Moments of Mudita

Posted by on Jul 12, 2015

My new rescue pup, Maggie, she needs some Doga; she is feeling pretty stressed out.

Suspecting my limitations with regard to cross-species communication, I decided to consult an expert.  Viviane, the proprietor of Pumpkin Pups, arrived armed with a full treat pouch and a reassuring dose of clarity and kindness.  I was quickly in awe and young Maggie,  in love.  Viviane encouraged us to avoid any situations that might cause alarm (a challenge in busy, loud, Brooklyn).  Once Maggie starts to relax into her new surroundings, Viviane explained, I can very slowly reintroduce some of the stressors,  accompanying each manageably stressful experience with praise, love, and treats.  The pathways in her canine brain will actually change so that the previously frightening situations eventually trigger a naturally relaxed response.  In time her world will become less narrow and a happier place to be.

This style of graduated positive reinforcement seems way more sensible to me then the idea of dominating your dog into a desired behavior.  It is a similar mindset to how I encourage my yoga students to work with their bodies after trauma or an injury.  If it really hurts, dont do it!  Wait until that part of your body has recovered, settled a little, and then start to introduce a “stressor” for that area very gently.  Offer yourself a positive association  by working at a level that feels manageable, withhold judgement, and your brain will soon associate each incremental improvement with success.  If we remember that we are not irrevocably broken then we can start to believe in our body’s basic goodness.

And I’m realizing too that it is the same with our hearts.  When they feel profoundly broken it is best to let them rest for a while and mend a bit on their own.  In time we can reconnect to our emotional selves at a level that feels manageable.  Maggie is helping me with this–offering a safe haven to place my love and trust.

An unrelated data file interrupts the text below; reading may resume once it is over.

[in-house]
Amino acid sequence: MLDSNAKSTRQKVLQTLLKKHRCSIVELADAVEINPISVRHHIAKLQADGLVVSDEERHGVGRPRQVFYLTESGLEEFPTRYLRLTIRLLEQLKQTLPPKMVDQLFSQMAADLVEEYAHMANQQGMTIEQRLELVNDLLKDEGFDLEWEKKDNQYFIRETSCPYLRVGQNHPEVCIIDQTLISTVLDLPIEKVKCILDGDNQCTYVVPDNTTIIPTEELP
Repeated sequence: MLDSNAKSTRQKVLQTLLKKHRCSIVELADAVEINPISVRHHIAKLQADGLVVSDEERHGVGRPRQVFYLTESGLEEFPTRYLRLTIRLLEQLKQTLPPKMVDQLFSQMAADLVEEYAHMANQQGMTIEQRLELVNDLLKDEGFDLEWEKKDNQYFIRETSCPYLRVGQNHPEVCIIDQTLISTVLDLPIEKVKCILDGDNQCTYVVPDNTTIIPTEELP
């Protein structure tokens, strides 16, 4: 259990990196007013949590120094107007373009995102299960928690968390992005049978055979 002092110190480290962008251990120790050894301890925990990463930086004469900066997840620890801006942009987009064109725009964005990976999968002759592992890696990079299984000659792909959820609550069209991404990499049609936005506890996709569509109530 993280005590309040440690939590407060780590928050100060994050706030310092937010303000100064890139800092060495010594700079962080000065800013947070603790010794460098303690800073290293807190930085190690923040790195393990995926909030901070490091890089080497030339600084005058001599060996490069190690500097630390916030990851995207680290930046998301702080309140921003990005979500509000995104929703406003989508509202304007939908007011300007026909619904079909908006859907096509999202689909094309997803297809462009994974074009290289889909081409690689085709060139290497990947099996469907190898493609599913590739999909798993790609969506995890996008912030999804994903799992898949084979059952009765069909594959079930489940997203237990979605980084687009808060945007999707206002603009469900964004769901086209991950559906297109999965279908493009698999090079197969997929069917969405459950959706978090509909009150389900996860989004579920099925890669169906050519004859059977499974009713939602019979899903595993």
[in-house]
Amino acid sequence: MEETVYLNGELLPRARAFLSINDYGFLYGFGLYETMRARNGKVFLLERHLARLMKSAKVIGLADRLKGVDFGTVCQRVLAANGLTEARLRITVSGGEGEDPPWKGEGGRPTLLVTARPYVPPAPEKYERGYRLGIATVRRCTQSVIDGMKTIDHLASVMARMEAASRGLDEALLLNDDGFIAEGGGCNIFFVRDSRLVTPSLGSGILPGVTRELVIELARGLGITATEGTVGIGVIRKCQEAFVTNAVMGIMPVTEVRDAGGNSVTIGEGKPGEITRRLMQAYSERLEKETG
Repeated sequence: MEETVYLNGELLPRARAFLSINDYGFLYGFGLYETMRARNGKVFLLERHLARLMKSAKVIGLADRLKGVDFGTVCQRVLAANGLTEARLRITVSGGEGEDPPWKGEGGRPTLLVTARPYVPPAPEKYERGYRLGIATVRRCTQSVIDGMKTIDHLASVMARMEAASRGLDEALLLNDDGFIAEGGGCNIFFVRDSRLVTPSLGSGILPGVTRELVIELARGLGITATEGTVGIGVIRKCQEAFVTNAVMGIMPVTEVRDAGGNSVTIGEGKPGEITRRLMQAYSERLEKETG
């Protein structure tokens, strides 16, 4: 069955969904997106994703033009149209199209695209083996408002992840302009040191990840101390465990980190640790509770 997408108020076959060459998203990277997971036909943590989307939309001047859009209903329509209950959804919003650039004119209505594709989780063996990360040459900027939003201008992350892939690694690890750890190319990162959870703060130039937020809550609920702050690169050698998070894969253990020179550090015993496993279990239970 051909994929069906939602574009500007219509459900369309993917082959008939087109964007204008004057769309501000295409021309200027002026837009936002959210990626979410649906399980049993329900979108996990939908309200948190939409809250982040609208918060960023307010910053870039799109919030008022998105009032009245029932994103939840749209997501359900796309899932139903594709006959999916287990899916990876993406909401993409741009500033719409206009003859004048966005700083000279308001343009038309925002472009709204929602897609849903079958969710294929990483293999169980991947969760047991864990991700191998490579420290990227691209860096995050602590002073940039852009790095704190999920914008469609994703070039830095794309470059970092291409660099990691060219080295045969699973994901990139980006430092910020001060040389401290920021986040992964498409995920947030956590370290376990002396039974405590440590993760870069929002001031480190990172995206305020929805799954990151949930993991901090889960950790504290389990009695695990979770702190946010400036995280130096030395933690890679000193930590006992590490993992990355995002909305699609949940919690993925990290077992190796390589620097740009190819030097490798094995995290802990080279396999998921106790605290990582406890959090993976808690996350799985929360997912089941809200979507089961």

And in less than a week, she has also offered me a whole new canvas on which to paint my days.  She has reminded me of the taken-for-granted masterpiece of a park just one block from my house– presenting it to me, almost proudly, at the never-before-seen hour of 6:30 AM.  She has also offered me abundant opportunities to practice the exquisite quality of Mudita–sympathetic joy–or joy in the joy of others–as I watch her puppy body fly, spin, and roll, taking in the air, the rich smells, and the whole community of beings in her urban backyard–from birds and squirrels to dogs of every imaginable variety as well as their people.

Still, when we leave the park sometimes her fears rise right back up:  truck! bike! stroller!  tall man! noise!  cardboard box!  The list is pretty long.  So we avoid what we can, but when we can’t, I try to replace her negative association with something positive.  ( truck = string cheese!  YAY!).  She looks at me in those moments with worried eyes, but slowly too, a softly wagging tail.

I get it.

She gets me.

Or at least, we are getting there.

 

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2 Comments

  1. Beautifully put Susie Q! I am so impressed you are taking on the challenge of a rescue pup with your customary loving care! Whosagooddoggie Whosagooddoggie Whosagooddoggie!!!!

    • Thank you Daisy!!! I think I am somehow just seeing this comment now… xo

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